In Point Pleasant, A Perfect Kitchen Was a Long Time Coming

In Point Pleasant, a dream kitchen finally becomes reality.

Glass front cabinets are backed with mahogany to add dimension.
Glass front cabinets are backed with mahogany to add dimension.
Photo by Laura Moss

In 1978, carol and tom miller purchased a contemporary home in a quiet neighborhood in Point Pleasant. It’s been a construction zone ever since.

The two-bedroom ranch was long and narrow, Carol says, “sort of like a trailer.” There was no master plan for expansion; rather, Tom, a general contractor, started tinkering, adding a room here, renovating a room there. He fit the work between his outside jobs. “This home has been a work in progress since we moved in,” he says.

The first steps were a face-lift for the dated kitchen and the addition of a dining room, living room and master bedroom. With two young boys sharing a room and Carol pregnant with a third, the Millers needed the space—and fast. “The carpeting went down the day before I came home from the hospital,” Carol recalls.

The revamped kitchen was functional, but quickly felt outdated. “It wasn’t a dream kitchen at all,” says Carol. But with three growing sons, the Millers’ priority was increasing their living space. The living room became a place for the boys’ toys.  The high-traffic kitchen continued to wear down, but with Tom’s business growing, there was no time for a project at home.

Undeterred, Carol, a Pilates instructor, continued to dream about her ideal kitchen. She wanted a large island “where we could all hang out as a fam-ily,” and a seating area off the kitchen so she wouldn’t be alone while preparing meals. She leaned toward a warm  style, in contrast to the contemporary vibe of the rest of the house. “I went through so many magazines taking ideas,” Carol says. “Tom always wanted a mudroom, I always wanted a nook. We went back and forth about adding on.”

Inspiration finally came from a magazine article Carol happened upon in 2009. It was precisely what she wanted. “That magazine became our blueprint,” says Tom. Carol even contacted the Michigan architect who designed the space, then dilligently searched out her own products and finishes.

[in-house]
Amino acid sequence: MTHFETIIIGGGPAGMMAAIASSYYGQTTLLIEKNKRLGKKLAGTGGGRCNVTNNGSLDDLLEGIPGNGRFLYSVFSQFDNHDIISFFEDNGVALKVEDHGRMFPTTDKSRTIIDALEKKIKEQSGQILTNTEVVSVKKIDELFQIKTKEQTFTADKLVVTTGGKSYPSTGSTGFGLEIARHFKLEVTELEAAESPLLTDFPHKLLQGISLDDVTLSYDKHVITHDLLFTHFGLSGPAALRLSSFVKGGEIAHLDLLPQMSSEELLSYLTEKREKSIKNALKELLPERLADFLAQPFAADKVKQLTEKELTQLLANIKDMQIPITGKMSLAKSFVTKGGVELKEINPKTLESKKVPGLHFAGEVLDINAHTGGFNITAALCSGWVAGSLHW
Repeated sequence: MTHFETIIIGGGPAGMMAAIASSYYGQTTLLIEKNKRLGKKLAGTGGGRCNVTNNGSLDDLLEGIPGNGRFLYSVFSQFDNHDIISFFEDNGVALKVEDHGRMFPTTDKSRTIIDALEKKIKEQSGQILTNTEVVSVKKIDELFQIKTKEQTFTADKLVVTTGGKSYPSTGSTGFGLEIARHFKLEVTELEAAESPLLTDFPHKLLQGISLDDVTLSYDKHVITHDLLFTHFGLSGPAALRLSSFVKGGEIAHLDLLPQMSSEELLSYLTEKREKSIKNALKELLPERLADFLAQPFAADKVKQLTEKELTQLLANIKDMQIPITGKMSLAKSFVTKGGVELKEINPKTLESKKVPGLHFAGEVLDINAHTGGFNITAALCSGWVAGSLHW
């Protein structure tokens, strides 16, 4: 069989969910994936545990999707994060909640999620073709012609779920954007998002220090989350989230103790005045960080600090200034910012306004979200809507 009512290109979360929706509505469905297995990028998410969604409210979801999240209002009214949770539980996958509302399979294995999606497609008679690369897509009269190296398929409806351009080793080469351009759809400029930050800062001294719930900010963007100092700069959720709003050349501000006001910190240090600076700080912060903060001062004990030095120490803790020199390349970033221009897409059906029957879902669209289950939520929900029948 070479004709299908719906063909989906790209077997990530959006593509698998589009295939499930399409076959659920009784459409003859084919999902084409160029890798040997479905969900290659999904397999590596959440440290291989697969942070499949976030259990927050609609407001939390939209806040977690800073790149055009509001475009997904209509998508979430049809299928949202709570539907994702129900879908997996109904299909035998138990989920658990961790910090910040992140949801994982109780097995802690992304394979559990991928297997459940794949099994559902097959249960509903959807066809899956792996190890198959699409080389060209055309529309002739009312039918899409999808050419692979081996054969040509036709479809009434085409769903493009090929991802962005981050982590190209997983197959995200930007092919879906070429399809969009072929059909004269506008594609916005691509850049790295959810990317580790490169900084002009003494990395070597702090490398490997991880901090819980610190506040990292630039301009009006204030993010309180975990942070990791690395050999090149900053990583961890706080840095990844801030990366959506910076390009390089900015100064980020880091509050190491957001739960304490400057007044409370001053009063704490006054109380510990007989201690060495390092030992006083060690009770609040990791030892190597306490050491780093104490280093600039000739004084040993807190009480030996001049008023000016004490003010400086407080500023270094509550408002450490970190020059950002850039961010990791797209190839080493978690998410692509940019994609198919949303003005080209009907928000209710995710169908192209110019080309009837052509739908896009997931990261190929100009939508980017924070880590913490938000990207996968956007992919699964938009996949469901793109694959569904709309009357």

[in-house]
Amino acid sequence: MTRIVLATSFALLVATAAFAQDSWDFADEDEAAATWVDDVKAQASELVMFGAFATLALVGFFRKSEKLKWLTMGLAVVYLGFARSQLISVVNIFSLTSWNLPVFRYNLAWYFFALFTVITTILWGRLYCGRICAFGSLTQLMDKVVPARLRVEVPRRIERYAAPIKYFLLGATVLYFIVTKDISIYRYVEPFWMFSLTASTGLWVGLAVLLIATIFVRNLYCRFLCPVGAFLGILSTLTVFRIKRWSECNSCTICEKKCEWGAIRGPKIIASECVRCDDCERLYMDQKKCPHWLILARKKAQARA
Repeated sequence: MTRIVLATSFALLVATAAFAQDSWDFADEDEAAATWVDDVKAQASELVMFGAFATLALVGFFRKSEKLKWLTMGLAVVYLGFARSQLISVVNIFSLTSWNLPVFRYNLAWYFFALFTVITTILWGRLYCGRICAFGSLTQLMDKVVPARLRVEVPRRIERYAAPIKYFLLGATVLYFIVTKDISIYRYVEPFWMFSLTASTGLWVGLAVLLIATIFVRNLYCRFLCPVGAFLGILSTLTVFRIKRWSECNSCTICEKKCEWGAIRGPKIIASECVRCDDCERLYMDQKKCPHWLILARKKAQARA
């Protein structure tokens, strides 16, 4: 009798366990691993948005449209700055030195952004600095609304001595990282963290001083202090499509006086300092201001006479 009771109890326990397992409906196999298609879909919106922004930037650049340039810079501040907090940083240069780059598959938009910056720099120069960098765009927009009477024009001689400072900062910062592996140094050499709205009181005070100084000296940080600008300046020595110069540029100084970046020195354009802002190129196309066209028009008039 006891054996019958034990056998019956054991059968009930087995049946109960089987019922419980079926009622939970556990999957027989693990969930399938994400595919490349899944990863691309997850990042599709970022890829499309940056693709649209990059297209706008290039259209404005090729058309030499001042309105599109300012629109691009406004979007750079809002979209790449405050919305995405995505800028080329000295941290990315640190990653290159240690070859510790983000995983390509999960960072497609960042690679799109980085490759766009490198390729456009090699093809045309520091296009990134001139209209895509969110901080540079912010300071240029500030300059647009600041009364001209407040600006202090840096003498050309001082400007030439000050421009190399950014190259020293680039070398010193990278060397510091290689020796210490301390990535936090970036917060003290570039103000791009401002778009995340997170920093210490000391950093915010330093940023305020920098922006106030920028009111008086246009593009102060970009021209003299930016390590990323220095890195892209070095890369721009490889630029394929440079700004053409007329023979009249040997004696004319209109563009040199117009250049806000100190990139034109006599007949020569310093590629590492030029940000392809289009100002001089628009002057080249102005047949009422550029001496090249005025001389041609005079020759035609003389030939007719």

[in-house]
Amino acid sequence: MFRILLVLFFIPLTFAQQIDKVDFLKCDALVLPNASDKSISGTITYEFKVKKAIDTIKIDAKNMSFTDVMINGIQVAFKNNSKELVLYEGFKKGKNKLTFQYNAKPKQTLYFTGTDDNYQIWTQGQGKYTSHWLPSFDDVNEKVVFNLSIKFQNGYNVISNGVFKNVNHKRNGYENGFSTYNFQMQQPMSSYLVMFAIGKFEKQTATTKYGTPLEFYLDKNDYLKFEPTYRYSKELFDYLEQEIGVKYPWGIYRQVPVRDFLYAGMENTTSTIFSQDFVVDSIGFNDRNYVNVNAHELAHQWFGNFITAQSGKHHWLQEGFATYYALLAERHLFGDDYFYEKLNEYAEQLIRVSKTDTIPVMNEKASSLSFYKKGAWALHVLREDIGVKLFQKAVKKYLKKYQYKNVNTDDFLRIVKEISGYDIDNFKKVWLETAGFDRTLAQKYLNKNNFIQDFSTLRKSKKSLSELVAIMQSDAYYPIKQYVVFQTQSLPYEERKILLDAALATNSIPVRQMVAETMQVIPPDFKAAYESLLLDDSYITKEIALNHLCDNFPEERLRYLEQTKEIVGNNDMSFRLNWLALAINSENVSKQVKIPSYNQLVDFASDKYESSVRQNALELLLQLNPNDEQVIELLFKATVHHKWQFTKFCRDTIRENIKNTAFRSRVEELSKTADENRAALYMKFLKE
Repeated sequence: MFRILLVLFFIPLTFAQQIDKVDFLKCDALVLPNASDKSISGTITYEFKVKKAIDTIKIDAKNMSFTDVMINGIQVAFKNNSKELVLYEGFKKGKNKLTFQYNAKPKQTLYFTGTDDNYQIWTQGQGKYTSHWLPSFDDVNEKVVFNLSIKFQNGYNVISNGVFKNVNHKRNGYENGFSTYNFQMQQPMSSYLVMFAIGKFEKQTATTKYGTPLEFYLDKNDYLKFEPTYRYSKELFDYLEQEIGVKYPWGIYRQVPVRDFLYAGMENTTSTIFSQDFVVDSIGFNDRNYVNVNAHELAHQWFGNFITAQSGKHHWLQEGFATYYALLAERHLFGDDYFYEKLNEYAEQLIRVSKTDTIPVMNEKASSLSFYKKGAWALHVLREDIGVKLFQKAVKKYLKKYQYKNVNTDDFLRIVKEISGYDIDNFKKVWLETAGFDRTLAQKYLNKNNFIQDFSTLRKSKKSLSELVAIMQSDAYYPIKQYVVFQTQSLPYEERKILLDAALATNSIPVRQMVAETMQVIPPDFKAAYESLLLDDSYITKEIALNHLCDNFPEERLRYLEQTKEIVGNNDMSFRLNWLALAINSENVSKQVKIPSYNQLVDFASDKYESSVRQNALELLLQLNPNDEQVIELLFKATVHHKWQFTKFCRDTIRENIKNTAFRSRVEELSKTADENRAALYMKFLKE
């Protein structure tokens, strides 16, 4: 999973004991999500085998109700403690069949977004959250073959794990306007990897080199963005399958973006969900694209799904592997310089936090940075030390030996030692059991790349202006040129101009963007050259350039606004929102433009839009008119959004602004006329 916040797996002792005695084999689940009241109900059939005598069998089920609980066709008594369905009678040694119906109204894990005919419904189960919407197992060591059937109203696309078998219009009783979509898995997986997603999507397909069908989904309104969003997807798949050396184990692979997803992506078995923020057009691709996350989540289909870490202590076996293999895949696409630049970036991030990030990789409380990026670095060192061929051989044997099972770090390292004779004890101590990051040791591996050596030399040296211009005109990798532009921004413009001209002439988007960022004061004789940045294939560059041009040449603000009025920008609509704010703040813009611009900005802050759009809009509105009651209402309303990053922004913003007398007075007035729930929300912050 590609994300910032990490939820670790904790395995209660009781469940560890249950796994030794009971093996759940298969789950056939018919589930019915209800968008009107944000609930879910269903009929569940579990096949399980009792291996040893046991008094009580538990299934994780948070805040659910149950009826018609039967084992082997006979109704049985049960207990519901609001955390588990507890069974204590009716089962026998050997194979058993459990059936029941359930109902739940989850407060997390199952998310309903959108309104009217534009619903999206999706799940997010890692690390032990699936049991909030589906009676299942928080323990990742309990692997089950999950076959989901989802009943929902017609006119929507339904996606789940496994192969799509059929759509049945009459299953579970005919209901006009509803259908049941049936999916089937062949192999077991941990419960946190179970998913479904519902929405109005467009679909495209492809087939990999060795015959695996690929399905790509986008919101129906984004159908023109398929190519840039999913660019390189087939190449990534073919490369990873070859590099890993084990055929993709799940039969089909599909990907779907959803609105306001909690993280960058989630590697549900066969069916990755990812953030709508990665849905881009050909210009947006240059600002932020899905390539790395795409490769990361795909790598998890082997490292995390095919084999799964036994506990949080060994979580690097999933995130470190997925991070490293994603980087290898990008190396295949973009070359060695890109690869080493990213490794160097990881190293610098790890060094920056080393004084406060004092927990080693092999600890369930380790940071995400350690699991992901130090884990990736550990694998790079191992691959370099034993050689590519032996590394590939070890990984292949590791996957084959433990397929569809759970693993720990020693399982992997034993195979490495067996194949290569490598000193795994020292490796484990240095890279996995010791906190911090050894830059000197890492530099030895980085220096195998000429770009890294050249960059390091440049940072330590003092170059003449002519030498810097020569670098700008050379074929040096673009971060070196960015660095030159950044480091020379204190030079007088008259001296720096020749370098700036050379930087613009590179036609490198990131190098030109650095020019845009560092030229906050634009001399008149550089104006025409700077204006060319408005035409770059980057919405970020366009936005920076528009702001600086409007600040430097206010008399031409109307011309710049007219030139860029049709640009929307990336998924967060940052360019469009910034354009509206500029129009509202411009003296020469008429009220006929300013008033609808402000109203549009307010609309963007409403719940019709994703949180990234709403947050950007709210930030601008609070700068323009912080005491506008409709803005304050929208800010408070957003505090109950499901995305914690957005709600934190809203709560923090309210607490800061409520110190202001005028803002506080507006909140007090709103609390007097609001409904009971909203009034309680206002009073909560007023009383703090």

With the magazine article as his template, Tom and their three sons, Chris, Dan and Thomas, began the project. (Chris, now 33, and Dan, 35, are both carpenters and work with their father full-time. Their older brother, Thomas, 37, is also in construction. All three live close by.)

The team bumped out an exterior wall to enlarge the kitchen space and add that mudroom Tom always wanted and the nook on Carol’s wish list. All the carpentry was done in their adjacent garage. “We built every cabinet and every molding,” Tom says. “We cut every single piece of wood.”

For the cabinets, they worked with sapele mahogany, an African hardwood known for its rich, dark tone; and maple, which they lacquered white for contrast. “It was an ambitious project,” says Tom. Lighting of the glass-front cabinets adds to the drama. Brass cabinet pulls were handmade in Vermont, the same hardware pictured in the magazine kitchen.

The beam over the cooktop alcove was also made from Sapele mahogany; it’s actually two-by-four lumber rather than a solid beam. “It’s just a header mitered into place,” says Tom. He gave the wood a coat of polyurethane varnish, and then methodically worked it for an aged look. “I took a paint scraper along the grains to make it look like an old beam,” he says. The surround is constructed of Fond du Lac stone and ledgestone.

After searching high and low, the Millers decided on leathered ubatuba granite for the counters and marinace granite for the center island. “It looks like a riverbed,” says Carol. And, she adds, “it doesn’t show crumbs.”

While taking inspiration from the magazine article, the Millers added some personal touches. “The magazine had hardwood floors,” says Carol. “I like that look, but with the constant traffic and the two dogs, upkeep was not practical.” So the couple decided on porcelain tile floors, with radiant heating built in. Tom custom mixed the grout. “We wanted our own color, and we didn’t want big grout joints,” he says.

Tom nixed a few of Carol’s ideas, but she quickly got over that. “My favorite part of this kitchen is everything,” she says.

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